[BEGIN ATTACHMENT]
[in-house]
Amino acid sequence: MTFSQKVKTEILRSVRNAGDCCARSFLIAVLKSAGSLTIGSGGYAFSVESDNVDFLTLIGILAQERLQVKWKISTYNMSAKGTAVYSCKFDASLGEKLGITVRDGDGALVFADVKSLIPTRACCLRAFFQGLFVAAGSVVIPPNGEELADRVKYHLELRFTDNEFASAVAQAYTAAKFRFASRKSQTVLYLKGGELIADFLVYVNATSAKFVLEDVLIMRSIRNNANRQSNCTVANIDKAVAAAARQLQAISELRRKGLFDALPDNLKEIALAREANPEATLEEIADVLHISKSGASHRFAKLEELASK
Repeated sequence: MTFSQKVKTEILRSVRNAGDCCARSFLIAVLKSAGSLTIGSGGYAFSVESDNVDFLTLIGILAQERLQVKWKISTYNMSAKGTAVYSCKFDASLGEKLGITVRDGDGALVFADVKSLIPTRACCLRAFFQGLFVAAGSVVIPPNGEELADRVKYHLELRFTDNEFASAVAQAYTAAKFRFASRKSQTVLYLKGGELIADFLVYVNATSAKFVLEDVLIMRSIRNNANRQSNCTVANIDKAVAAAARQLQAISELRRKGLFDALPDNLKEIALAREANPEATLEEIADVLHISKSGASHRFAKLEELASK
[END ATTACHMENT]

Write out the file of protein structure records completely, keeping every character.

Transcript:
[in-house]
Amino acid sequence: MTFSQKVKTEILRSVRNAGDCCARSFLIAVLKSAGSLTIGSGGYAFSVESDNVDFLTLIGILAQERLQVKWKISTYNMSAKGTAVYSCKFDASLGEKLGITVRDGDGALVFADVKSLIPTRACCLRAFFQGLFVAAGSVVIPPNGEELADRVKYHLELRFTDNEFASAVAQAYTAAKFRFASRKSQTVLYLKGGELIADFLVYVNATSAKFVLEDVLIMRSIRNNANRQSNCTVANIDKAVAAAARQLQAISELRRKGLFDALPDNLKEIALAREANPEATLEEIADVLHISKSGASHRFAKLEELASK
Repeated sequence: MTFSQKVKTEILRSVRNAGDCCARSFLIAVLKSAGSLTIGSGGYAFSVESDNVDFLTLIGILAQERLQVKWKISTYNMSAKGTAVYSCKFDASLGEKLGITVRDGDGALVFADVKSLIPTRACCLRAFFQGLFVAAGSVVIPPNGEELADRVKYHLELRFTDNEFASAVAQAYTAAKFRFASRKSQTVLYLKGGELIADFLVYVNATSAKFVLEDVLIMRSIRNNANRQSNCTVANIDKAVAAAARQLQAISELRRKGLFDALPDNLKEIALAREANPEATLEEIADVLHISKSGASHRFAKLEELASK